The SABC building in Auckland Park in Johannesburg, South Africa.
- SABC board members who wanted to sit on the next board said they had nothing to say about last year’s budget cuts or the resignation of former news head Phathiswa Magopeni.
- New hopeful board candidates said the current administration had to accept some blame for allowing the cuts and the impeachment of Magopeni.
- All candidates agreed that the cuts have not put the broadcaster in a better financial position, but have stripped it of vital skills.
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While the candidates interviewed this week for SABC board positions differed on whether the current board was to blame for last year’s cuts in public service broadcasting, there was consensus on one thing: they believe job cuts did not yield positive results for the company.
A parliamentary subcommittee on communications held its second day of interviews for SABC board members on Wednesday. MPs are interviewing 37 candidates to appoint 12 people to a new SABC board that will be formed in mid-October, when the current board’s term ends.
Five candidates on the current outgoing board told MPs they had no say in the cuts, while outside candidates said the current board should bear some responsibility.
Some of the outside candidates also did not hold back their criticism of the incumbent board for the way former SABC head of news, Phathiswa Magopeni’s resignation, was handled. Magopeni was fired early this year and successfully challenged it before the CCMA.
Constitutional and corporate governance attorney Tseliso Thipanyane said Magopeni’s resignation and last year’s austerity measures were a symptom of numerous shortcomings at the board level.
‘Fix leadership and management’
“We need to do a lot to turn the tide. There was a loss of more than R600 million and a drop in advertising revenues and TV licenses. That leads to a loss of trust and people are going to alternatives like the Netflix of this world, while we should be competing in that space,” said Thipanyane.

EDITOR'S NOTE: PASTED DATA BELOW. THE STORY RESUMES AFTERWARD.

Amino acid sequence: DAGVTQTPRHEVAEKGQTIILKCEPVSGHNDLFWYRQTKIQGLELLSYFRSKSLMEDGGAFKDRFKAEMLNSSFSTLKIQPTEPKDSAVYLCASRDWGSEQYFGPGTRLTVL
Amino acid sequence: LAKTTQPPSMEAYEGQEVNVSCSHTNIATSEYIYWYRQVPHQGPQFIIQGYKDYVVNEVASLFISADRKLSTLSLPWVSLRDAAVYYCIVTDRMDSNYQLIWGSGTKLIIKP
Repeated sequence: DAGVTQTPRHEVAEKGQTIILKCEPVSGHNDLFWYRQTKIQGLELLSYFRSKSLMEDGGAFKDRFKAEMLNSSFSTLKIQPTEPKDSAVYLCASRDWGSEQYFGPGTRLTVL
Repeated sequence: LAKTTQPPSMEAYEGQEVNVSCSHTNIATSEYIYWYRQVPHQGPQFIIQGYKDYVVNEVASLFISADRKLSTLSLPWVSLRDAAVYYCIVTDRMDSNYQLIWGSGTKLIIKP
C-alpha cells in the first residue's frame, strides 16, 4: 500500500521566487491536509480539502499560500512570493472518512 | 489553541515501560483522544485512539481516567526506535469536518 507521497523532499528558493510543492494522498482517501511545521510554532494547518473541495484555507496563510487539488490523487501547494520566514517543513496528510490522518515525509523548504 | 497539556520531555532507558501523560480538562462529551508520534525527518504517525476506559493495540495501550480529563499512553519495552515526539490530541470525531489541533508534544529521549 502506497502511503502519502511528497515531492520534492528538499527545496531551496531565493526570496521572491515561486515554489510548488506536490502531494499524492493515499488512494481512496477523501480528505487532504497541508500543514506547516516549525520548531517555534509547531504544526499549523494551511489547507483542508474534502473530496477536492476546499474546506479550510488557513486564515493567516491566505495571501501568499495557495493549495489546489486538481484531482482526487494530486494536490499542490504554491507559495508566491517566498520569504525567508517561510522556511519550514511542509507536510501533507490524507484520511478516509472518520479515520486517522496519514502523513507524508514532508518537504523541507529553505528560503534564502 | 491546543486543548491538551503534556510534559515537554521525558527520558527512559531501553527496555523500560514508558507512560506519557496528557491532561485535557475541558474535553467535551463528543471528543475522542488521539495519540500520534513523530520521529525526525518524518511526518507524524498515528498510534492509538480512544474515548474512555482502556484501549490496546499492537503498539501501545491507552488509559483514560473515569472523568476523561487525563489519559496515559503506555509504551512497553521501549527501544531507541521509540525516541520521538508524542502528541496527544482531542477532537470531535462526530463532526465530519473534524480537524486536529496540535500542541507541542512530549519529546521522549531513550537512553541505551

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The broadcaster announced the reduction of 621 staff last year, to advertise 484 freelance jobs in February. Thipanyane described this as a failure, saying the SABC has potential and should not cut people down.
“The new board needs to look at the reports from the Court of Auditors and the Zondo Commission and look at what needs to be done to restore broadcasting. We need to be a top ten broadcaster and to do this we need to fix leadership and management,” said Thipanyane.
Thipanyane said he hoped the board positions would go to capable South Africans who want to take broadcasting to new heights, not to politically oriented appointees who are only pursuing board seats to seek their fortune.
On Tuesday evening, SABC board member David Maimela said the board played no part in the cuts, but that it was a condition of the National Treasury’s $3.5 billion bailout.
Earlier on Tuesday, another candidate and current board member Mamodupi Mohlala-Mulaudzi told the subcommittee that Magopeni’s resignation rested with SABC group CEO Madoda Mxagwe and that the rest of the board was only aware of the matter.
On Wednesday, veteran broadcaster Mpho Tsedu said SABC board members must be fearless and ethical to face corruption and renegotiate arrangements that exist at the expense of the broadcaster.
He said the lack of engaging content on SABC platforms was a major failure of leadership in the past. He said SABC’s failure to spend its R800 million budget on content procurement was an indictment of the current board.
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Get with the program
Commercial media veteran Quentin Green said attracting advertisers would be harder for public broadcasters without desirable ratings. He said the SABC could solve this by investing in high-quality programming and ensuring that a larger portion of the entity’s budget goes to programming.
Green was appointed to SABC’s deputy director general of finance and administration in 1989. Since then he was commercial director of e.tv in 1999, COO of TVAfrica in 2001 and member of the communications unit at KPMG.
Green contracted shows like People of the South and helped Felicia bring in Mabuza-Suttle for her talk show. He also commissioned Mfundi Vundla to produce the iconic soap opera, generations.
“The big concern there is the uncertainty expressed by the Auditor General about the company’s ability to continue as a continuity. If you look at the ratings and all the channels in South Africa, not a single program in the top. 10 shows on SABC3 has a higher rating than e.tv,” said Green.
Green said the current TV licensing system has proved unworkable, as a tax must be affordable and affordable. He said whatever system that replaces the TV license should serve to subsidize the poorest South African households.